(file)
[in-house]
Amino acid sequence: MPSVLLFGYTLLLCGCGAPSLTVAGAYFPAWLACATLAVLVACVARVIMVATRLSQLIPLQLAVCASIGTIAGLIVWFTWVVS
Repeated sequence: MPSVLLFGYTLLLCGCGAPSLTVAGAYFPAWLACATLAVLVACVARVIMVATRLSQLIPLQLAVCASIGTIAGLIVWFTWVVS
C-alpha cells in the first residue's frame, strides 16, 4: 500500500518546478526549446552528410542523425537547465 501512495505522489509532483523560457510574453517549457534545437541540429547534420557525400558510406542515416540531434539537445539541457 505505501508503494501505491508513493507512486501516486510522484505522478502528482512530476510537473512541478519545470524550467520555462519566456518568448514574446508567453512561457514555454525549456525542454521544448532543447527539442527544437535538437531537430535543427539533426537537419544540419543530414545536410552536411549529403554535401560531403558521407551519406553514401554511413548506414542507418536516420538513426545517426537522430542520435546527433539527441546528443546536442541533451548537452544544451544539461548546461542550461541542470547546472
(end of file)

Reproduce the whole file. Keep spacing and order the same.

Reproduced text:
[in-house]
Amino acid sequence: MPSVLLFGYTLLLCGCGAPSLTVAGAYFPAWLACATLAVLVACVARVIMVATRLSQLIPLQLAVCASIGTIAGLIVWFTWVVS
Repeated sequence: MPSVLLFGYTLLLCGCGAPSLTVAGAYFPAWLACATLAVLVACVARVIMVATRLSQLIPLQLAVCASIGTIAGLIVWFTWVVS
C-alpha cells in the first residue's frame, strides 16, 4: 500500500518546478526549446552528410542523425537547465 501512495505522489509532483523560457510574453517549457534545437541540429547534420557525400558510406542515416540531434539537445539541457 505505501508503494501505491508513493507512486501516486510522484505522478502528482512530476510537473512541478519545470524550467520555462519566456518568448514574446508567453512561457514555454525549456525542454521544448532543447527539442527544437535538437531537430535543427539533426537537419544540419543530414545536410552536411549529403554535401560531403558521407551519406553514401554511413548506414542507418536516420538513426545517426537522430542520435546527433539527441546528443546536442541533451548537452544544451544539461548546461542550461541542470547546472